March 29, 2009
Khufu’s father, Snefru, built no less than four pyramids, three of them towering structures. The famous Bent Pyramid at Dahshur is in many ways the most intriguing, and not least for the change of angle due to cracks and construction miscalculations. Soon it will be open to the public:
March 28, 2009
At 8.30 pm on March 28, the lights went out on the Sphinx and Great Pyramids of Giza, as modern day Egyptians joined Earth Hour’s global call for action on climate change. Read more.Peter Der Manuelian
March 26, 2009
This six-minute video documentary (in German) describes the Giza Project at the Pelizaeus-Museum in Hildesheim, the Ägyptisches Museum of the University of Leipzig, and the Kunsthistorisches Museum, Vienna, that are sharing their archaeological documentation with the Giza Archives Web site at the Museum of Fine Arts, Boston. Egyptologists Bettina Schmitz, Antje Spiekermann, and Katja Lembke are interviewed.
March 26, 2009
The first 1,400 German/Austrian Expedition photos, kindly supplied by the Kunsthistorisches Museum in Vienna, and the Institut für Ägyptologie of the University of Vienna, are now online. In 1912, Hermann Junker took over from Georg Steindorff to lead the German/Austrian Expedition to Giza. Images and discoveries from this important excavation are spread today through museums and institutes in Cairo, Vienna, Leipzig and Hildesheim. They show objects and excavations in the central strip of the Western Cemetery, and the so-called G I-South Cemetery, the row of mastabas immediately south of Khufu’s Great Pyramid, flanking his famous funerary boat and boat pits.
In addition to the historic dig photos, the Kunsthistorisches Museum in Vienna has also supplied stunning new color photography of its Giza collections. As always on our Web site, all images and documents can be magnified for detailed study.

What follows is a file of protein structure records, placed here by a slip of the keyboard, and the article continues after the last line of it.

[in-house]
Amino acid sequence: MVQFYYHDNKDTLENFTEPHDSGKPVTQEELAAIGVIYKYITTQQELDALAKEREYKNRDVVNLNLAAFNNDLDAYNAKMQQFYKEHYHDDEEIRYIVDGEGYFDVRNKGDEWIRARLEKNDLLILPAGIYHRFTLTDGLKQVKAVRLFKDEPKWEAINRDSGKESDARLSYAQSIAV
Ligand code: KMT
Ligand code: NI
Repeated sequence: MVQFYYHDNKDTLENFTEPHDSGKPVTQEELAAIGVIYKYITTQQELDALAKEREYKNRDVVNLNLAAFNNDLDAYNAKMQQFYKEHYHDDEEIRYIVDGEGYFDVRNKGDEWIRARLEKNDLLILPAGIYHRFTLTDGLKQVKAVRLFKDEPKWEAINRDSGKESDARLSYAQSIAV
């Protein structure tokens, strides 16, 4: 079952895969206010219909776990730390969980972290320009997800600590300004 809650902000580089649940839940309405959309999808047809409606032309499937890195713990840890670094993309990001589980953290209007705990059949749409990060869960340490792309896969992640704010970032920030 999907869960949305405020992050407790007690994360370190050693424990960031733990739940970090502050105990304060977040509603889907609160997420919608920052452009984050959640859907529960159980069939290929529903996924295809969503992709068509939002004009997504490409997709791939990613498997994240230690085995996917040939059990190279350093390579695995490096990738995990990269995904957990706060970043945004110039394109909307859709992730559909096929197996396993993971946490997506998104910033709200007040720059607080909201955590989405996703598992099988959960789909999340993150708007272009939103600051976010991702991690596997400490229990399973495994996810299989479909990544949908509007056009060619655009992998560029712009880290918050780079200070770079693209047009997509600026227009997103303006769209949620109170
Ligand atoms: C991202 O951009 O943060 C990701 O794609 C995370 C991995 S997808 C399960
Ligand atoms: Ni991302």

Thanks are due to Dr. Regina Hölzl, curator of the Ägyptisch-Orientalische Sammlung, and her staff for their hard work in scanning and shipping the digital images. We are also grateful to Dr. Manfred Bietak and Dr. Peter Jánosi of the University of Vienna, for their expertise and collaboration in bringing the Junker material online. In Boston, the scans were edited, and descriptive metadata was added by our Giza Research Associate Dr. Diane V. Flores. To browse the Vienna photos, simply type “AEOS” or “o_neg_nr” into the Search box. More Vienna images to come!
This marks the second collection of non-Museum of Fine Arts images and documents to join the Giza Archives online. In January 2008, just under 100 Giza objects housed in the Phoebe A. Hearst Museum of Anthropology, Berkeley, California, appeared online. Most of the images show new photography taken by Egyptlogy Ph.D. candidate Elizabeth Minor.
Additional groups of images and documents have arrived in Boston from Berlin and Philadelphia; these are currently in preparation for posting on the Giza Web site.Peter Der Manuelian
March 1, 2009
Welcome to the new Giza Archives Director’s Blog. On this page I hope to keep you abreast of our progress as we strive to create and maintain the world’s first centralized repository for the archaeology of the Giza Necropolis.
We continue to process and add images and documents from the Harvard University-Boston Museum of Fine Arts Expedition, directed by George Reisner from 1902 to 1947.
We also have international partners around the world, representing all the major Giza collections that had or have a direct archaeological connection to the Pyramids. So watch for the addition of materials online from museums, universities, and institutes in Berkeley, Berlin, Cairo, Hildesheim, Leipzig, Philadelphia, Turin, and Vienna.
In collaboration with colleagues such as Zahi Hawass, Secretary General of the Egyptian Supreme Council of Antiquities, and Mark Lehner of Ancient Egypt Research Associates, we hope to include not just Giza’s past, but its present and its future as well.Peter Der Manuelian Giza Archives Director Museum of Fine Arts, Boston